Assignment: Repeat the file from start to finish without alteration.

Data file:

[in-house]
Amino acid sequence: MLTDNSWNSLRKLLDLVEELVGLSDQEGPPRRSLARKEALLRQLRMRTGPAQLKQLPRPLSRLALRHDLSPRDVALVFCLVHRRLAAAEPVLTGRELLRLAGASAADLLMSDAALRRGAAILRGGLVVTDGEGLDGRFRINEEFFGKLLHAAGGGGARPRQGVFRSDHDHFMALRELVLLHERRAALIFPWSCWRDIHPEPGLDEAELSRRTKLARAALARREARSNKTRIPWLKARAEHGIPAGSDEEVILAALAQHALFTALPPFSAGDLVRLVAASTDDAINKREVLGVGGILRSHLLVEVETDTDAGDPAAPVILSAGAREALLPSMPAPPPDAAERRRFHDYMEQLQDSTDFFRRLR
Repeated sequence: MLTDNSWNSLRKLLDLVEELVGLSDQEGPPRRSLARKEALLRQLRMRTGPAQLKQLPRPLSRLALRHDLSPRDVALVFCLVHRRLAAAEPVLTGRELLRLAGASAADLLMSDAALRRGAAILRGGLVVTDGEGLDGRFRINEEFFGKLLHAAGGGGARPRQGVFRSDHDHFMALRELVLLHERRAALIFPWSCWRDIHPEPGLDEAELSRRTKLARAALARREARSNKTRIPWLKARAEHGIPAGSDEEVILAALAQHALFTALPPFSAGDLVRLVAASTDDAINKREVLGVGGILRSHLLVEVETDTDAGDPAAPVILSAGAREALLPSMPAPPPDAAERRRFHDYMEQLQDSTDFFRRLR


[in-house]
Amino acid sequence: MLTDNSWNSLRKLLDLVEELVGLSDQEGPPRRSLARKEALLRQLRMRTGPAQLKQLPRPLSRLALRHDLSPRDVALVFCLVHRRLAAAEPVLTGRELLRLAGASAADLLMSDAALRRGAAILRGGLVVTDGEGLDGRFRINEEFFGKLLHAAGGGGARPRQGVFRSDHDHFMALRELVLLHERRAALIFPWSCWRDIHPEPGLDEAELSRRTKLARAALARREARSNKTRIPWLKARAEHGIPAGSDEEVILAALAQHALFTALPPFSAGDLVRLVAASTDDAINKREVLGVGGILRSHLLVEVETDTDAGDPAAPVILSAGAREALLPSMPAPPPDAAERRRFHDYMEQLQDSTDFFRRLR
Repeated sequence: MLTDNSWNSLRKLLDLVEELVGLSDQEGPPRRSLARKEALLRQLRMRTGPAQLKQLPRPLSRLALRHDLSPRDVALVFCLVHRRLAAAEPVLTGRELLRLAGASAADLLMSDAALRRGAAILRGGLVVTDGEGLDGRFRINEEFFGKLLHAAGGGGARPRQGVFRSDHDHFMALRELVLLHERRAALIFPWSCWRDIHPEPGLDEAELSRRTKLARAALARREARSNKTRIPWLKARAEHGIPAGSDEEVILAALAQHALFTALPPFSAGDLVRLVAASTDDAINKREVLGVGGILRSHLLVEVETDTDAGDPAAPVILSAGAREALLPSMPAPPPDAAERRRFHDYMEQLQDSTDFFRRLR